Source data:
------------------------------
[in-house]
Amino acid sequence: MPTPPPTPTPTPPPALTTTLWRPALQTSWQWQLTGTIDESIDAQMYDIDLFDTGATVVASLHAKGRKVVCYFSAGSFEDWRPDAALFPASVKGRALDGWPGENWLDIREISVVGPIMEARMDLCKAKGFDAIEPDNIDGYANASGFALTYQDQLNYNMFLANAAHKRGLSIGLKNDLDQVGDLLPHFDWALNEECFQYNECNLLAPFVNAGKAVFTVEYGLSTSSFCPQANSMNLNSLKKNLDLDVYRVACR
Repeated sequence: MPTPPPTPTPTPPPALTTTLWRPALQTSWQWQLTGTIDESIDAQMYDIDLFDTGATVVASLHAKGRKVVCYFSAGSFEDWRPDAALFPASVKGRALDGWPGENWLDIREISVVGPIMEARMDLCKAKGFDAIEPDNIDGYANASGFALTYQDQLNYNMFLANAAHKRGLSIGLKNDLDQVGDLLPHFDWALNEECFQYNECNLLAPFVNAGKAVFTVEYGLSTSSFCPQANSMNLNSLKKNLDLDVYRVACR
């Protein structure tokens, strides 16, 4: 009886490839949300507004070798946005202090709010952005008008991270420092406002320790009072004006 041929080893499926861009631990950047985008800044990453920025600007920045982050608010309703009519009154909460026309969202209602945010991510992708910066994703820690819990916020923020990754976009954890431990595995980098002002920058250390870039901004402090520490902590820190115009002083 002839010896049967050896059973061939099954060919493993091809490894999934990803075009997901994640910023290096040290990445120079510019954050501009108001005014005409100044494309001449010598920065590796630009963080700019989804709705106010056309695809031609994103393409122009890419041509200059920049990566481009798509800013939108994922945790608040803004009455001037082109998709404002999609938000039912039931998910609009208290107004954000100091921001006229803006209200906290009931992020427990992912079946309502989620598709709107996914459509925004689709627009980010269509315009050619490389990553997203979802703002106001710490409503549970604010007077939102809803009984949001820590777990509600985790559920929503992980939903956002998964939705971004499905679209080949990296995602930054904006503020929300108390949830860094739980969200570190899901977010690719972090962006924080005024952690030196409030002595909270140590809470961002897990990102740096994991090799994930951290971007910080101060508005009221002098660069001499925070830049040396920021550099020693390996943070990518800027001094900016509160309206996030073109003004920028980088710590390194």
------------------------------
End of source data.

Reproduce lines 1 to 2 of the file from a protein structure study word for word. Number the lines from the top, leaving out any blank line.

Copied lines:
[in-house]
Amino acid sequence: MPTPPPTPTPTPPPALTTTLWRPALQTSWQWQLTGTIDESIDAQMYDIDLFDTGATVVASLHAKGRKVVCYFSAGSFEDWRPDAALFPASVKGRALDGWPGENWLDIREISVVGPIMEARMDLCKAKGFDAIEPDNIDGYANASGFALTYQDQLNYNMFLANAAHKRGLSIGLKNDLDQVGDLLPHFDWALNEECFQYNECNLLAPFVNAGKAVFTVEYGLSTSSFCPQANSMNLNSLKKNLDLDVYRVACR